|Term Paper Title
||The American Constitution
|# of Words
|# of Pages (250 words per page double spaced)
The American Constitution
˙The American Constitution
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The basis of all law in the United States is the Constitution. This Constitution is a document written by
"outcasts" of England. The Constitution of the United States sets forth the nation's fundamental laws. It
establishes the form of the national government and defines the rights and liberties of the American
people. It also lists the aims of the government and the methods of achieving them.
The Constitution was written to organize a strong national government for the American states.
Previously, the nation's leaders had established a national government under the Articles of
Confederation. But the Articles granted independence to each state. They lacked the authority to make
the states work together to solve national problems.
After the states won independence in the Revolutionary War (1775-1783), they faced the problems of
peacetime government. The states had to enforce law and order, collect taxes, pay a large public debt,
and regulate trade among themselves. They also had to deal with Indian tribes and negotiate with other
governments. Leading statesmen, such as George Washington and Alexander Hamilton, began to
discuss the creation of a strong national government under a new constitution.
The United States is a republic that operates under a federalist system. The national government had
specific enumerated powers, and the fifty states retain substantial endowment over their citizens and their
residents. Both the national government and the state government are divided into three different
branches, executive, legislative, and judicial. Written constitutions, both federal and state, form a system
of separated powers.
Amendment, in legislation, is a change in a law, or in a bill before it becomes a law. Bills often have
amendments attached before a legislature votes on them.
Amendments to the Constitution of the United States may be proposed in two ways:
(1) If two-thirds of both houses approve, Congress may propose an amendment. The amendment
becomes a law when ratified either by legislatures or by conventions in three-fourths of the states.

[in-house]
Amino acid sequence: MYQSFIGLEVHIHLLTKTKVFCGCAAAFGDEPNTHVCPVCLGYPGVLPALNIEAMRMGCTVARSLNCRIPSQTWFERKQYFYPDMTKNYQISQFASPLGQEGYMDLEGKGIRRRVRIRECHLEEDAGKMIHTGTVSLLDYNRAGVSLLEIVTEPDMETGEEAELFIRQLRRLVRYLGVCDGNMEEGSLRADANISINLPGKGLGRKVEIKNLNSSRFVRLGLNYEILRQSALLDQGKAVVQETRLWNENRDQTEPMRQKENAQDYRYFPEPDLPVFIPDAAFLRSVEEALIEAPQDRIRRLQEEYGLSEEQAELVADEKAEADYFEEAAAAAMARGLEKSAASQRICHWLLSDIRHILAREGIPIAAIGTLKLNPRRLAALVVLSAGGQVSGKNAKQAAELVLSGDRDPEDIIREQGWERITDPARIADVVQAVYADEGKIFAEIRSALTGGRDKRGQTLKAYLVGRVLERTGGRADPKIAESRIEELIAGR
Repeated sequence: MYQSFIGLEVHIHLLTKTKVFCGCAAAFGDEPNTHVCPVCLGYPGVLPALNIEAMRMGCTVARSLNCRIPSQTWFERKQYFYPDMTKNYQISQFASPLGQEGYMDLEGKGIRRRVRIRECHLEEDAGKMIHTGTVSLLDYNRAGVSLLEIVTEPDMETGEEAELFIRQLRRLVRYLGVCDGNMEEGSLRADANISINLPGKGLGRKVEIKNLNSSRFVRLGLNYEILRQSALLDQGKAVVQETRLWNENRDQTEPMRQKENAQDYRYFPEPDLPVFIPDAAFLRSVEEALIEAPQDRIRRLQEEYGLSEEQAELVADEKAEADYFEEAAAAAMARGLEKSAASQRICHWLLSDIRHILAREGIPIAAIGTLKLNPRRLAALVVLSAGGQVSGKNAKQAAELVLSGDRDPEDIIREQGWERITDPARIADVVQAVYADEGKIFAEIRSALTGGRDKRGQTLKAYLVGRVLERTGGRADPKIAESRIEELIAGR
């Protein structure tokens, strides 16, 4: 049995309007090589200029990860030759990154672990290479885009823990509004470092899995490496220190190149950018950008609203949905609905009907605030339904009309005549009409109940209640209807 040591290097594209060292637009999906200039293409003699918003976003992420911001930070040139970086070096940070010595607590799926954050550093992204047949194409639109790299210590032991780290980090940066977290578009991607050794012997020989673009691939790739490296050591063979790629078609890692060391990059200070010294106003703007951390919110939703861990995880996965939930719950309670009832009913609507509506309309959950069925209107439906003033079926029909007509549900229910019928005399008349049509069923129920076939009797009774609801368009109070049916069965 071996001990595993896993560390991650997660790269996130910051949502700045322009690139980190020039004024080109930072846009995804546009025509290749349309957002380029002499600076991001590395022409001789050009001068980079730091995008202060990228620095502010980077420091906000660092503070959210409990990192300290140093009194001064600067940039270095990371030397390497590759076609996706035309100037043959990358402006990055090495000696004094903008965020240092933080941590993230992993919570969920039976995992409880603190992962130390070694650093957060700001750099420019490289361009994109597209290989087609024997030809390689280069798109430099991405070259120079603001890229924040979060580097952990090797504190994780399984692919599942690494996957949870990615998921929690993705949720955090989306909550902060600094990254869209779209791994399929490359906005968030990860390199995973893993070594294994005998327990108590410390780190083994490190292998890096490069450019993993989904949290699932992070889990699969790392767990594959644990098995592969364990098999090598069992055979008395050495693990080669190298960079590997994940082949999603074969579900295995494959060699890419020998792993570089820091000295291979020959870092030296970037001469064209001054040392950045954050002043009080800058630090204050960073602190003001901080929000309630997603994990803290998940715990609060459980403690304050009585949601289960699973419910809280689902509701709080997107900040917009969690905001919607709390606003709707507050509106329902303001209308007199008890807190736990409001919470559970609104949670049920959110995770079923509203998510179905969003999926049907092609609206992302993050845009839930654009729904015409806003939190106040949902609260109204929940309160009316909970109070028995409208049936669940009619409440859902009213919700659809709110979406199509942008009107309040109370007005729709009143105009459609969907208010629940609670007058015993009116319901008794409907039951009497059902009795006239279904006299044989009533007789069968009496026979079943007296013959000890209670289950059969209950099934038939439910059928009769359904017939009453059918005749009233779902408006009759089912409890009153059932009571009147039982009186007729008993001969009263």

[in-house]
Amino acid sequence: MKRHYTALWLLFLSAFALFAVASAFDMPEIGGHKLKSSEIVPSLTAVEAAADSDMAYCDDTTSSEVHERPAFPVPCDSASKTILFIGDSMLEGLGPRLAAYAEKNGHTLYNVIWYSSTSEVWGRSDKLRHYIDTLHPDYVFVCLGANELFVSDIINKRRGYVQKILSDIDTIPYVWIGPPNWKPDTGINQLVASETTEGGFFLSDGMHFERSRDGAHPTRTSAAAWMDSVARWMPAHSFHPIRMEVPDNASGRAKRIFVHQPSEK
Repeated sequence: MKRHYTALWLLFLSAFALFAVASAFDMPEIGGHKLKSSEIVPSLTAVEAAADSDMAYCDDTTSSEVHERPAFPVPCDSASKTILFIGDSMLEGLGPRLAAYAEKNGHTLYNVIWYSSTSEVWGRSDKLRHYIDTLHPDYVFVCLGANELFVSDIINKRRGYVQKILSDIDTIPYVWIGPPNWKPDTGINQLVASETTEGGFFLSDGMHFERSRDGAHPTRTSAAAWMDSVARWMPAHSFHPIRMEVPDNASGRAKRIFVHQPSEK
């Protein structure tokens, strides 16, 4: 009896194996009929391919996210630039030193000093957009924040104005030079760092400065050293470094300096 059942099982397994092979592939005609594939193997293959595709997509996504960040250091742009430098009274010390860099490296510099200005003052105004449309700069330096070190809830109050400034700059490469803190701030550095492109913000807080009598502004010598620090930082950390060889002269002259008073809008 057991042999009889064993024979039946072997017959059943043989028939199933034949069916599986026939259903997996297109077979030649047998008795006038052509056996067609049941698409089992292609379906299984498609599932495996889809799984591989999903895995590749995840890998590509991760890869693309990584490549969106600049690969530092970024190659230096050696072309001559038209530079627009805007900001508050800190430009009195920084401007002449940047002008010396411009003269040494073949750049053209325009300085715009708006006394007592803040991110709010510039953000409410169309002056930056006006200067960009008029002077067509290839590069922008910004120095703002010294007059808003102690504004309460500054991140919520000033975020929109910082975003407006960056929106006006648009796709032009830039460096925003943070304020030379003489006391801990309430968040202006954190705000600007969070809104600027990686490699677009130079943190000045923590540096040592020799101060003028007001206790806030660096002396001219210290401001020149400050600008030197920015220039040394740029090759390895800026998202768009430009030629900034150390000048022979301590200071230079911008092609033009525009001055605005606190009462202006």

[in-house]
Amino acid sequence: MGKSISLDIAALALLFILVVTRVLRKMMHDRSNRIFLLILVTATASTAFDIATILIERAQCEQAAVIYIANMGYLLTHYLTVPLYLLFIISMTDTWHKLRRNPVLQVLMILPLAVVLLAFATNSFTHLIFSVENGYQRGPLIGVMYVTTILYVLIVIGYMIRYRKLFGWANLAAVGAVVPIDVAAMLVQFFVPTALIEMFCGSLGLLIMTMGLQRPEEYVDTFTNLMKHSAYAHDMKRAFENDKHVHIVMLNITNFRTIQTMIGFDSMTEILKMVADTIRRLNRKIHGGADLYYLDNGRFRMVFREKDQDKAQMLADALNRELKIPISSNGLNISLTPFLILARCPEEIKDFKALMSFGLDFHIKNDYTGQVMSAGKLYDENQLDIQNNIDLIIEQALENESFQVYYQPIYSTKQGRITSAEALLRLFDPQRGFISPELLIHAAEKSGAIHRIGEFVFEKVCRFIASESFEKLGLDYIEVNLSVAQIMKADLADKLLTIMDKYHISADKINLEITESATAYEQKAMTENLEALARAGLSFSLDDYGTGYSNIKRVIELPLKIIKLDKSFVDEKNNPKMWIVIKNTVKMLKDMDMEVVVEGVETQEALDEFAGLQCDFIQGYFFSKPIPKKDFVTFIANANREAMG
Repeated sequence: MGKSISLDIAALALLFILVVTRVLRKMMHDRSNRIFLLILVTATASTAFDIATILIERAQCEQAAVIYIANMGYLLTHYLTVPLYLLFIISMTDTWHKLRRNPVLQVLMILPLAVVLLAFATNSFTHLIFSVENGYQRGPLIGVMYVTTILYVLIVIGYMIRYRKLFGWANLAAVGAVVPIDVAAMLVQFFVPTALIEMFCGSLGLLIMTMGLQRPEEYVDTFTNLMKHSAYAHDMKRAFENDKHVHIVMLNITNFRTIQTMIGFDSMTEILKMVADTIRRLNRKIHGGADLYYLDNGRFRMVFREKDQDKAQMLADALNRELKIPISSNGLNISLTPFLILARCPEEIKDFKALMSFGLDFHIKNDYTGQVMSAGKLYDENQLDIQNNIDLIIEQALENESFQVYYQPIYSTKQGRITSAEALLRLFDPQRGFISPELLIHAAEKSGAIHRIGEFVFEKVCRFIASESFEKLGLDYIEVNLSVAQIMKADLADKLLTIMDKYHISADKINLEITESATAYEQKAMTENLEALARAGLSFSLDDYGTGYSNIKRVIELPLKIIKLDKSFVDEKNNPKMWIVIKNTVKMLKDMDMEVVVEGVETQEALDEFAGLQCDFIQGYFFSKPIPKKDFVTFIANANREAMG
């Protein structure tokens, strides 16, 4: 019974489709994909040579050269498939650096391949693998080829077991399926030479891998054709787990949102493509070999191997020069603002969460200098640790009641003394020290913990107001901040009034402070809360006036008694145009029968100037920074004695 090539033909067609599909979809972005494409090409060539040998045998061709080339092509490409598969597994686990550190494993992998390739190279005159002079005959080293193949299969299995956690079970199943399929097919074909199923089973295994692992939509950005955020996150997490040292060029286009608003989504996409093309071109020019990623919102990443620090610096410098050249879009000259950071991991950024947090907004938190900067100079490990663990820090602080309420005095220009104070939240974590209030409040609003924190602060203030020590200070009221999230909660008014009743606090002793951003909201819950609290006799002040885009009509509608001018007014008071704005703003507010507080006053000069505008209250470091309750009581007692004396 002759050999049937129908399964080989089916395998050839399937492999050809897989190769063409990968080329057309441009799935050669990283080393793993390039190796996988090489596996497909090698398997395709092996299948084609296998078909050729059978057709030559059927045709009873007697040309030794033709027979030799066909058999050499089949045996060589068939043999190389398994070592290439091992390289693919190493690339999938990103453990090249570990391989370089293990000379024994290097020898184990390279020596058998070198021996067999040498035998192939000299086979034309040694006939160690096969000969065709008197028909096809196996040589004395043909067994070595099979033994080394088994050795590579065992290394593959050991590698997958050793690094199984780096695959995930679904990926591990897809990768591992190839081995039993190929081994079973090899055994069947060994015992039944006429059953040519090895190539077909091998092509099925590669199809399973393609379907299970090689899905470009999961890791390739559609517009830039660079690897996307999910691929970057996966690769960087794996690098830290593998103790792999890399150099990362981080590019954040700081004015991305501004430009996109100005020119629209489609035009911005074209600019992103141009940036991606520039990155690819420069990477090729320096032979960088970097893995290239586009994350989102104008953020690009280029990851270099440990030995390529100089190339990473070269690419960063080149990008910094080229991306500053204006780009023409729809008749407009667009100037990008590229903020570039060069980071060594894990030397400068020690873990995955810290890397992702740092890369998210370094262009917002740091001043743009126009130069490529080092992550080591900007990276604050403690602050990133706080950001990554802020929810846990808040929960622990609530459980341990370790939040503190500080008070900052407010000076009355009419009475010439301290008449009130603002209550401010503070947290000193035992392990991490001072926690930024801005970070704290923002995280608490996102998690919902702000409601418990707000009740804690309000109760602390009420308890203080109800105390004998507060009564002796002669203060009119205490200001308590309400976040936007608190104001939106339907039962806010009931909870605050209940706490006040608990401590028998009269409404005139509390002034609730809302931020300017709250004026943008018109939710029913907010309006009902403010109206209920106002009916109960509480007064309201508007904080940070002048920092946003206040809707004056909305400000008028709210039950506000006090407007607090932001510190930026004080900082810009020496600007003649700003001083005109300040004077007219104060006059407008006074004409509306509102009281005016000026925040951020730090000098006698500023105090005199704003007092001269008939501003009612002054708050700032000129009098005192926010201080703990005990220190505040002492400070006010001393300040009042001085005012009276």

(2) If the legislatures of two-thirds of the states ask for an amendment, Congress must call a convention
to propose it. The amendment becomes a law when ratified either by the legislatures or by conventions
in three fourths of the states. This method has never been used.
The Federal Government is comprised of three branches: Executive Branch, the Legislative Branch, and
the Judicial Branch.
The executive branch includes the President the vice President, the cabinet and all federal departments,
and most governmental agencies. All executive power is vested in the President [US Const. Art. II, sec
1, cl. 1], currently Bill Clinton, who serves a four-year term. The President is the commander in Chief of
the military [US Const. Art. II, sec 2, cl. 1], and has primary authority over foreign affairs. The President
has the power to make treaties, but only with two-thirds of the US senate [US Const. Art. II, sec 2, cl.
2]. The President of the US has the power to nominate all Supreme Court Justices, all other federal
juries, ambassadors, and all other officers of the United States. The President had the jurisdiction to veto
legislation. The vice President is the President of the Senate. The Vice President serves the same four
year term as the President.
The President is the head of the thirteen government departments. These departments are not listed in
the constitution and have varied in name and in number over the years. Currently they are the
DEPARTMENTS OF STATE, TREASURY, DEFENSE, JUSTICE, INTERIOR, AGRICULTURE,
COMMERCE, LABOR, HEALTH AND HUMAN SERVICES, HOUSING AND URBAN
DEVELOPMENT, TRANSPORTATION, ENERGY, and EDUCATION. The heads of each
department form the cabinet, which is the highest advisory group to the President. The executive branch
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